May 2 in history

May 2, 2010

On May 2:

1194 – King Richard I  gave Portsmouth its first Royal Charter.

1230 William de Braose, 10th Baron Abergavenny was hanged by Prince Llywelyn the Great.

 

1335 Otto the Merry, Duke of Austria, became Duke of Carinthia.

1536 Anne Boleyn was arrested and imprisoned on charges of adultery, incest, treason and witchcraft.

1559 John Knox returned from exile to Scotland to become the leader of the beginning Scottish Reformation.

 

1568 Mary, Queen of Scots, escaped from Loch Leven Castle.

1670 King Charles II granted a permanent charter to the Hudson’s Bay Company to open up the fur trade in North America.

 

1729 Catherine the Great, Empress of Russia, was born (d. 1796).

1737  William Petty, 2nd Earl of Shelburne, Prime Minister of the United Kingdom was born (d. 1805).

1806  Catherine Labouré, French visionary and saint was born (d. 1876).

1808  Outbreak of the Peninsular War: The people of Madrid rose up in rebellion against French occupation. Francisco de Goya later memorializes this event in his painting The Second of May 1808.

Goya - Second of May 1808.jpg

1808 Emma Wedgwood, English naturalist, wife of Charles Darwin, was born (d. 1896).

 

1816 Marriage of Léopold of Saxe-Coburg and Charlotte Augusta.

 

1829  Captain Charles Fremantle of the HMS Challenger, declared the Swan River Colony in Australia.

 

1863 American Civil War: Stonewall Jackson is wounded by friendly fire while returning to camp after reconnoitering during the Battle of Chancellorsville

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1866  Peruvian defenders fought off Spanish fleet at the Battle of Callao.

Battle of Callao.png

1879  The Spanish Socialist Worker’s Party was founded in Casa Labra Pub (city of Madrid) by the Spanish workers’ leader Pablo Iglesias.

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1885 Good Housekeeping magazine went on sale for the first time.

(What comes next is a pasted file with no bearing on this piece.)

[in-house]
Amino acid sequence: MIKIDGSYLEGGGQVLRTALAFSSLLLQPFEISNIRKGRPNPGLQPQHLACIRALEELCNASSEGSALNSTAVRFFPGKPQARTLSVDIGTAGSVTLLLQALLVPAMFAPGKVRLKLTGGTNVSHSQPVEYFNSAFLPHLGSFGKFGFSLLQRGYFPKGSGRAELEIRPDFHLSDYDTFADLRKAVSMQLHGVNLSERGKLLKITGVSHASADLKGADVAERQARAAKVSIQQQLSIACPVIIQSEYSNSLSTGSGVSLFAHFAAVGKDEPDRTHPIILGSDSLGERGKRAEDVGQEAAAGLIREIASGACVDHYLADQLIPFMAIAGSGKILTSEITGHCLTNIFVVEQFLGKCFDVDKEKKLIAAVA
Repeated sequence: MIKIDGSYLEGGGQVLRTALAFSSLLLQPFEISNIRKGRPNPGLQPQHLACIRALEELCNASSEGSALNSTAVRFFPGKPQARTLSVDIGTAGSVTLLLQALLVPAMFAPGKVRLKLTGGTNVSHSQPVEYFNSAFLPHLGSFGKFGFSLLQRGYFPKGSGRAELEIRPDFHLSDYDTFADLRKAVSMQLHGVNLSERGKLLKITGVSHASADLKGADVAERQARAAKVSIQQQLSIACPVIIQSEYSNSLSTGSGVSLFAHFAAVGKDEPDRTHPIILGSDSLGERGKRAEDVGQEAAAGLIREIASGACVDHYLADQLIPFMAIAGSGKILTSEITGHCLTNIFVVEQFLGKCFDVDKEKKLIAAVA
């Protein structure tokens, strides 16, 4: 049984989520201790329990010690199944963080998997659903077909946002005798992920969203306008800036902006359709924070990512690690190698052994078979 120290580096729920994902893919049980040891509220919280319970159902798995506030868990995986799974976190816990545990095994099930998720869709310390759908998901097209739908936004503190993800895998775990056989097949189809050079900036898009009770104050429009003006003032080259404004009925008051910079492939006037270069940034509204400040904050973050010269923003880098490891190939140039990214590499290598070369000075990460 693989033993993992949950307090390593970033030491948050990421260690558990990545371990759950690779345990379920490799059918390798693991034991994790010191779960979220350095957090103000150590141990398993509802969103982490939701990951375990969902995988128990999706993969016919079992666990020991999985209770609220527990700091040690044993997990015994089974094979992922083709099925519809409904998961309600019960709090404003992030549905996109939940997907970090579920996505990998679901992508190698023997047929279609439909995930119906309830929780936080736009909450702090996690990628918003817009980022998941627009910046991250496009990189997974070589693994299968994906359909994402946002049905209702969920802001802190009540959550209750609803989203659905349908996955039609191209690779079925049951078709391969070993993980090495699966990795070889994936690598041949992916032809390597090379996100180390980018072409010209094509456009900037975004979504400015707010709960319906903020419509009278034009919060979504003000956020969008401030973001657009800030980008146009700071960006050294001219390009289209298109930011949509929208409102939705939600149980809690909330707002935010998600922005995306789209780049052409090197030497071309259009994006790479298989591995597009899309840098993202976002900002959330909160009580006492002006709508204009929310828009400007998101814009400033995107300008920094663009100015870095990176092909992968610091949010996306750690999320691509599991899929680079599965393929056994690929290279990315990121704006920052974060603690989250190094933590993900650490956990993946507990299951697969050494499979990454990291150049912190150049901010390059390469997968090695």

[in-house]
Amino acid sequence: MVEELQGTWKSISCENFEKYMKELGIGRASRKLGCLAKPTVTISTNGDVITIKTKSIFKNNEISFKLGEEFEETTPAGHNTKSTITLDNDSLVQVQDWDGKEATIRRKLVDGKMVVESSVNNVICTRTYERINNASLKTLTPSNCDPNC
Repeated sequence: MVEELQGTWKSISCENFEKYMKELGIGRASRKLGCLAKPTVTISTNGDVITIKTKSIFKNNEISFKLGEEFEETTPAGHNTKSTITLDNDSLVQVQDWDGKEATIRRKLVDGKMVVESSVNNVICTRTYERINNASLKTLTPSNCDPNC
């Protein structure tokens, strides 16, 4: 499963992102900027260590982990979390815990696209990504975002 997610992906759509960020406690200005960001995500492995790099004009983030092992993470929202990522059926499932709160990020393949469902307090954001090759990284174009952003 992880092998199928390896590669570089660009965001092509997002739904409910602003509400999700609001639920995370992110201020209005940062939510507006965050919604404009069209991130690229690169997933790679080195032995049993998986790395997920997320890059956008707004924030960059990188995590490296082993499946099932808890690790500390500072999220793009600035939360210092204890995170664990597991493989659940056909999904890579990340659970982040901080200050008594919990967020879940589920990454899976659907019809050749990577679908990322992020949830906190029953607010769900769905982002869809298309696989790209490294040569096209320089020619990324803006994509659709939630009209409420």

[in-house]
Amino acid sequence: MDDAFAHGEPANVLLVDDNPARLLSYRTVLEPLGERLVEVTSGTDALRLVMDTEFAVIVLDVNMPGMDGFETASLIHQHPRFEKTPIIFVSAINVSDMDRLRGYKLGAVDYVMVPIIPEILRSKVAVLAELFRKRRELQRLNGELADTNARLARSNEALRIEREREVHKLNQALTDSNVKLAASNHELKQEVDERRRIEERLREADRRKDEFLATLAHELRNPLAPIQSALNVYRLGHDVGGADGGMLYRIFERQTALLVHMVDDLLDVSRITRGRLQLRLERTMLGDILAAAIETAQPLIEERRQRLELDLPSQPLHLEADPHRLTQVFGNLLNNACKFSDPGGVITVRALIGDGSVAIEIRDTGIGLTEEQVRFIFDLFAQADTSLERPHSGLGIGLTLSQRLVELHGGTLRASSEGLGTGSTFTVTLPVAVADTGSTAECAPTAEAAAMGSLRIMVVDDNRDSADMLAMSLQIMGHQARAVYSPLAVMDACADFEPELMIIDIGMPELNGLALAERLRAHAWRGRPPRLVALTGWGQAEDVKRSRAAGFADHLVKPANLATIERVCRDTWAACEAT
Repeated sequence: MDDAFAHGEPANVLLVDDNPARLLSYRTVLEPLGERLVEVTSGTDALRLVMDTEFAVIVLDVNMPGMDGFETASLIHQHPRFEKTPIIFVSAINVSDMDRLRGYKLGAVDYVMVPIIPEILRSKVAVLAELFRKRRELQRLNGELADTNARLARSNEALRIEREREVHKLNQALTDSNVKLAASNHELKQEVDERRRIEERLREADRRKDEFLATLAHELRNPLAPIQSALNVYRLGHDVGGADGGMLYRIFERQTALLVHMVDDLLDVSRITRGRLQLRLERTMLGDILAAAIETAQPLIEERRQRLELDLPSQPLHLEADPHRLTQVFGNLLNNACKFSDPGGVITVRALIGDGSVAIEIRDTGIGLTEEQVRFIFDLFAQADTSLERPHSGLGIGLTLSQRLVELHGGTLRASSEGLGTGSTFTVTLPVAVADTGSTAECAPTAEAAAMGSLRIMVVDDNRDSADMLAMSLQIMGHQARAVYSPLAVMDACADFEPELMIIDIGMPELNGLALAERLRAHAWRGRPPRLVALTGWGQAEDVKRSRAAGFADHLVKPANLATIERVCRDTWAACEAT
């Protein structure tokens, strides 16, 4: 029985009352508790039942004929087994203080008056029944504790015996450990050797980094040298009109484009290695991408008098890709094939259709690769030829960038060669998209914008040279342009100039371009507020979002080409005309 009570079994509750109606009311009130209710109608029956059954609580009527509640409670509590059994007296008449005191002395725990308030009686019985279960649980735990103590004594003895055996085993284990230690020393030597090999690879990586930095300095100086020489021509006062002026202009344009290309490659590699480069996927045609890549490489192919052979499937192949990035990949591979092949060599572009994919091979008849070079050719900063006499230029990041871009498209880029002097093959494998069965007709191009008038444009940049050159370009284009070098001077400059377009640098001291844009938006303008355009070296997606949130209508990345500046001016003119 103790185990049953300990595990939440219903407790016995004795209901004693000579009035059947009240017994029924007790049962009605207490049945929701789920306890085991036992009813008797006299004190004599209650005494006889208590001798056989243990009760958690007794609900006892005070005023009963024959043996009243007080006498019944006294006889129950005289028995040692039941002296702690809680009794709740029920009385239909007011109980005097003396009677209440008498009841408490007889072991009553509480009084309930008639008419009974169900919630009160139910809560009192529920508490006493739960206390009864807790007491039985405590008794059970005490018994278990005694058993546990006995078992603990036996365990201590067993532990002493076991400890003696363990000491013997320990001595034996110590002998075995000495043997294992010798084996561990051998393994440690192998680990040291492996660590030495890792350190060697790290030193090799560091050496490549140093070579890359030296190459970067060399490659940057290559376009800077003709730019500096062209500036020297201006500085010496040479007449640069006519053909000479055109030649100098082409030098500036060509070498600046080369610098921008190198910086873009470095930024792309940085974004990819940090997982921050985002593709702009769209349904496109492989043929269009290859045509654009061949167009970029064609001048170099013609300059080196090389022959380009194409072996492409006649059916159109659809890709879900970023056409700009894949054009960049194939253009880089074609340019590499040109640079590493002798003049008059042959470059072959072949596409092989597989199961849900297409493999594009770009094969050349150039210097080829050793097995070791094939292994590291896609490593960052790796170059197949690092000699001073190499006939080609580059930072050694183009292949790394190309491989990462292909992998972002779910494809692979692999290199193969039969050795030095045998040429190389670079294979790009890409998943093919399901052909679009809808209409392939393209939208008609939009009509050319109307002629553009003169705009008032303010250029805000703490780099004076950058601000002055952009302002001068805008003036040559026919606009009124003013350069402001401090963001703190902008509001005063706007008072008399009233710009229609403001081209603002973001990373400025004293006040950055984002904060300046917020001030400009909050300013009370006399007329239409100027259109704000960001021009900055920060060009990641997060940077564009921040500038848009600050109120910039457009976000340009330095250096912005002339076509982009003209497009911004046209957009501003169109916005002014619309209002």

1885  Cree and Assiniboine warriors won the Battle of Cut Knife, their largest victory over Canadian forces during the North-West Rebellion.

Battle of Cut Knife.jpg

1885 – The Congo Free State was established by King Léopold II of Belgium.

1889 Menelik II, Emperor of Ethiopia, signs a treaty of amity with Italy, which gave Italy control over Eritrea.

1892 Manfred von Richthofen, German World War I pilot – the Red Baron – was born (d. 1918).

Mvrredbaron.jpg

1895 Lorenz Hart, American lyricist ws born (d. 1943).

1903 Benjamin Spock, American pediatrician and author was born (d. 1998).

1918 General Motors acquired the Chevrolet Motor Company of Delaware.

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1932 Comedian Jack Benny‘s radio show aired for the first time.

Jack Benny
JackBenny1958Cropped.jpg

1933Gleichschaltung: Adolf Hitler banned trade unions.

1935 King Faisal II of Iraq was born (d. 1958).

 

1936 Engelbert Humperdinck, Indian-born singer, was born.

1945 World War II: Fall of Berlin: The Soviet Union announced the capture of Berlin and Soviet soldiers hoisted their red flag over the Reichstag building.

1945 World War II: Italian Campaign – General Heinrich von Vietinghoff signed the official instrument of surrender of all Wehrmacht forces in Italy.

VietinghoffHeinrich.jpg

1945 World War II: The US 82nd Airborne Division liberated Wöbbelin concentration camp finding 1000 dead inmates, most starved to death.

 

1946  The “Battle of Alcatraz” in which two guards and three inmates died.

1950 Bianca Jagger, Nicaraguan socialite, was born.

1952  The world’s first ever jet airliner, the De Havilland Comet made its maiden flight, from London to Johannesburg.

1955  Tennessee Williams won the Pulitzer Prize for Drama for Cat on a Hot Tin Roof.

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1963  Berthold Seliger launched a rocket with three stages and a maximum flight altitude of more than 100 kilometres near Cuxhaven.

1964  Vietnam War: An explosion sank the USS Card while docked at Saigon. 

USS Card (CVE-11)

1964 Tram #252,  displaying the message ‘end of the line’ and with Mayor Frank Kitts in the driver’s seat, travelled from Thorndon to the Zoo in Newtown – the last electric tram journey in New Zealand.

NZ's last electric tram trip

1964 – First ascent of Shishapangma the fourteenth highest mountain in the world and the lowest of the Eight-thousanders.

1969   Queen Elizabeth 2 departsedon her maiden voyage to New York City.

QE2 leaving southampton water.jpg

1969 Brian Lara, Trinidadian West Indies cricketer, was born.

BrianLaraUkexpatCropped.jpg